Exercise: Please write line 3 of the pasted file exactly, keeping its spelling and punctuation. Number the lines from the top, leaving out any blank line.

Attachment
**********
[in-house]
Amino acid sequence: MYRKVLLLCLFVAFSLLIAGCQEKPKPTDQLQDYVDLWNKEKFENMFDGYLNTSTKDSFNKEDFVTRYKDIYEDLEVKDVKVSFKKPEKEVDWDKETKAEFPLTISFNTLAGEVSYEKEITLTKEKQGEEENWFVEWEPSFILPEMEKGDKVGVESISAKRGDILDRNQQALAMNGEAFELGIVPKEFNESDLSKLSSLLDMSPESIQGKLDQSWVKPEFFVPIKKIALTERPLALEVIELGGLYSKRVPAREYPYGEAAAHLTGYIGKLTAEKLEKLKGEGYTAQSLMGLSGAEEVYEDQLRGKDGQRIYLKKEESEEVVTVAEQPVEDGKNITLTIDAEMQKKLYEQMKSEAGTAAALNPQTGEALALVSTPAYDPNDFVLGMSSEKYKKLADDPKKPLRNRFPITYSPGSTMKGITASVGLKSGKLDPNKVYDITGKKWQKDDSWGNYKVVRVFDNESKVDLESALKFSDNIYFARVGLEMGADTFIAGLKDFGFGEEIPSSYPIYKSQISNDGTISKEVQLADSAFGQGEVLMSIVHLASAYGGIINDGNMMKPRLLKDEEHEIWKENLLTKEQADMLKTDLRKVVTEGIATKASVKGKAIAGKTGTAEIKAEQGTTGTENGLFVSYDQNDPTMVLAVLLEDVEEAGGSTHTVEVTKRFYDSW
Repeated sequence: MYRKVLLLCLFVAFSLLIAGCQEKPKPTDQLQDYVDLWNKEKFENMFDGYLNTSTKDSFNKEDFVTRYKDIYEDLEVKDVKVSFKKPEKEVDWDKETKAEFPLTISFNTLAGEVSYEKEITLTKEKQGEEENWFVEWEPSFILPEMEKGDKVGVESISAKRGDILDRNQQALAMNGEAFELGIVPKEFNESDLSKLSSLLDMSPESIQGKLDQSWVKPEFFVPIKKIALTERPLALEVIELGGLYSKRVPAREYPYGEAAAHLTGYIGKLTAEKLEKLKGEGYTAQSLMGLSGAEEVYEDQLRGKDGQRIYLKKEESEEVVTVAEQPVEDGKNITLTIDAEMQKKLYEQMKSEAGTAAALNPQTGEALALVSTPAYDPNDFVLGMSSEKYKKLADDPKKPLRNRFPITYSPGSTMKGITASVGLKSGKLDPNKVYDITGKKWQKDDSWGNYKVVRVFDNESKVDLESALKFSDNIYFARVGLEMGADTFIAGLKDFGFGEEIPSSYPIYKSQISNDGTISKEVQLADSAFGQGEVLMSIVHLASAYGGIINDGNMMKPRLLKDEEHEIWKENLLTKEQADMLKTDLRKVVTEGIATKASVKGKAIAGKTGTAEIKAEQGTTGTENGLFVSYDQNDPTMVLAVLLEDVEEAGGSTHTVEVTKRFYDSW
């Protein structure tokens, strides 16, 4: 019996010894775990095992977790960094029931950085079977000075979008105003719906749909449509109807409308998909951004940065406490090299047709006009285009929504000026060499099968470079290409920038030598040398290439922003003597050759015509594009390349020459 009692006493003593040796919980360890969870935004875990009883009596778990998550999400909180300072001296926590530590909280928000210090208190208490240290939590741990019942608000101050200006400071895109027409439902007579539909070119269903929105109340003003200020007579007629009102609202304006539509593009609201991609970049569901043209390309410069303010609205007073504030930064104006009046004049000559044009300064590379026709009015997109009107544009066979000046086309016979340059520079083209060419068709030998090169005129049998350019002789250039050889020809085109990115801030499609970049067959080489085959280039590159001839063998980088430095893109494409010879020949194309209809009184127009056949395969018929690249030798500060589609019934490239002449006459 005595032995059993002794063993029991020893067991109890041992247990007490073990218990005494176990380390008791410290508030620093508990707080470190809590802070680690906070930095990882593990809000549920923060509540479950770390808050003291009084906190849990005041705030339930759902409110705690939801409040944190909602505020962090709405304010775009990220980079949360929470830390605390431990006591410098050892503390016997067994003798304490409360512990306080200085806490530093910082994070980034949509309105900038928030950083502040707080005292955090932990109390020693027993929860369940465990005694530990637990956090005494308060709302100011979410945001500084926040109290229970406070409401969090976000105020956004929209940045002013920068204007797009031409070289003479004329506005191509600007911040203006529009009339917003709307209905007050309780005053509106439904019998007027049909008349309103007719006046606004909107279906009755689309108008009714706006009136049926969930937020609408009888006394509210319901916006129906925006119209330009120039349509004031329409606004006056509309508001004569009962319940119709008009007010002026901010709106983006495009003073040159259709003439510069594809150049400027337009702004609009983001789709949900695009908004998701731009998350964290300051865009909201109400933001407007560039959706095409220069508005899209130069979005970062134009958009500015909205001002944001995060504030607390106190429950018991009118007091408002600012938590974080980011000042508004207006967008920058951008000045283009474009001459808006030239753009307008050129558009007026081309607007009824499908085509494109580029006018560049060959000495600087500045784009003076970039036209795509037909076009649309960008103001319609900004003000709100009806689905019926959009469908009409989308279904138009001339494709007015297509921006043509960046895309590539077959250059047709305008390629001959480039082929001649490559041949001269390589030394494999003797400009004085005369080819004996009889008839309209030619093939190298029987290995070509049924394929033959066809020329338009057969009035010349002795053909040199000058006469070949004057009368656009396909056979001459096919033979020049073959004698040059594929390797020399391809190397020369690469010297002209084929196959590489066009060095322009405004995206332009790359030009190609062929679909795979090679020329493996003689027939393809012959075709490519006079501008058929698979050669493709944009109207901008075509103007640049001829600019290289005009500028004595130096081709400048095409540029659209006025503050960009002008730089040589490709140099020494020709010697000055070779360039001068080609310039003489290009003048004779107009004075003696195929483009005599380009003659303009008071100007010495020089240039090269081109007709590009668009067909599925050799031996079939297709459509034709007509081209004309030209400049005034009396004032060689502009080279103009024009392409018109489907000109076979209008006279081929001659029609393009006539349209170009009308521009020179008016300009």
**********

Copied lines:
Repeated sequence: MYRKVLLLCLFVAFSLLIAGCQEKPKPTDQLQDYVDLWNKEKFENMFDGYLNTSTKDSFNKEDFVTRYKDIYEDLEVKDVKVSFKKPEKEVDWDKETKAEFPLTISFNTLAGEVSYEKEITLTKEKQGEEENWFVEWEPSFILPEMEKGDKVGVESISAKRGDILDRNQQALAMNGEAFELGIVPKEFNESDLSKLSSLLDMSPESIQGKLDQSWVKPEFFVPIKKIALTERPLALEVIELGGLYSKRVPAREYPYGEAAAHLTGYIGKLTAEKLEKLKGEGYTAQSLMGLSGAEEVYEDQLRGKDGQRIYLKKEESEEVVTVAEQPVEDGKNITLTIDAEMQKKLYEQMKSEAGTAAALNPQTGEALALVSTPAYDPNDFVLGMSSEKYKKLADDPKKPLRNRFPITYSPGSTMKGITASVGLKSGKLDPNKVYDITGKKWQKDDSWGNYKVVRVFDNESKVDLESALKFSDNIYFARVGLEMGADTFIAGLKDFGFGEEIPSSYPIYKSQISNDGTISKEVQLADSAFGQGEVLMSIVHLASAYGGIINDGNMMKPRLLKDEEHEIWKENLLTKEQADMLKTDLRKVVTEGIATKASVKGKAIAGKTGTAEIKAEQGTTGTENGLFVSYDQNDPTMVLAVLLEDVEEAGGSTHTVEVTKRFYDSW